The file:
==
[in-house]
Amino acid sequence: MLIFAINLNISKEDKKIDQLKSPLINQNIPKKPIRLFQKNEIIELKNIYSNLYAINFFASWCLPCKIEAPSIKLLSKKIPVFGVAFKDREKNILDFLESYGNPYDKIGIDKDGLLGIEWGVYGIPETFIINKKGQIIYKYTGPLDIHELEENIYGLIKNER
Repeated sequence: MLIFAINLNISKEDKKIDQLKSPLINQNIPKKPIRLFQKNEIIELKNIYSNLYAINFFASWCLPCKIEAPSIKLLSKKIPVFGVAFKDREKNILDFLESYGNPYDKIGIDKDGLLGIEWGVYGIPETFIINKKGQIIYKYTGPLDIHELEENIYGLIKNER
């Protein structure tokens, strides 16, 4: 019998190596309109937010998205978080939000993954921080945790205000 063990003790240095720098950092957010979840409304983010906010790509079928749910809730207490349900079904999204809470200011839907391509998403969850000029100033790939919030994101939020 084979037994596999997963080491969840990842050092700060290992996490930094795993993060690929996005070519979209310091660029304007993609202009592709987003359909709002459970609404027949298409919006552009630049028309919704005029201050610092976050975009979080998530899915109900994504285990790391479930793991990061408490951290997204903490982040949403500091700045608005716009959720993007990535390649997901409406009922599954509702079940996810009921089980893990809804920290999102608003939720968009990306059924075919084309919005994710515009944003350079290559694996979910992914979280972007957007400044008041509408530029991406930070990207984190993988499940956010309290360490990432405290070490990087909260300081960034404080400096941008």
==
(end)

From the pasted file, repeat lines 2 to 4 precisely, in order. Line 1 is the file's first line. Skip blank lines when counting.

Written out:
Amino acid sequence: MLIFAINLNISKEDKKIDQLKSPLINQNIPKKPIRLFQKNEIIELKNIYSNLYAINFFASWCLPCKIEAPSIKLLSKKIPVFGVAFKDREKNILDFLESYGNPYDKIGIDKDGLLGIEWGVYGIPETFIINKKGQIIYKYTGPLDIHELEENIYGLIKNER
Repeated sequence: MLIFAINLNISKEDKKIDQLKSPLINQNIPKKPIRLFQKNEIIELKNIYSNLYAINFFASWCLPCKIEAPSIKLLSKKIPVFGVAFKDREKNILDFLESYGNPYDKIGIDKDGLLGIEWGVYGIPETFIINKKGQIIYKYTGPLDIHELEENIYGLIKNER
């Protein structure tokens, strides 16, 4: 019998190596309109937010998205978080939000993954921080945790205000 063990003790240095720098950092957010979840409304983010906010790509079928749910809730207490349900079904999204809470200011839907391509998403969850000029100033790939919030994101939020 084979037994596999997963080491969840990842050092700060290992996490930094795993993060690929996005070519979209310091660029304007993609202009592709987003359909709002459970609404027949298409919006552009630049028309919704005029201050610092976050975009979080998530899915109900994504285990790391479930793991990061408490951290997204903490982040949403500091700045608005716009959720993007990535390649997901409406009922599954509702079940996810009921089980893990809804920290999102608003939720968009990306059924075919084309919005994710515009944003350079290559694996979910992914979280972007957007400044008041509408530029991406930070990207984190993988499940956010309290360490990432405290070490990087909260300081960034404080400096941008």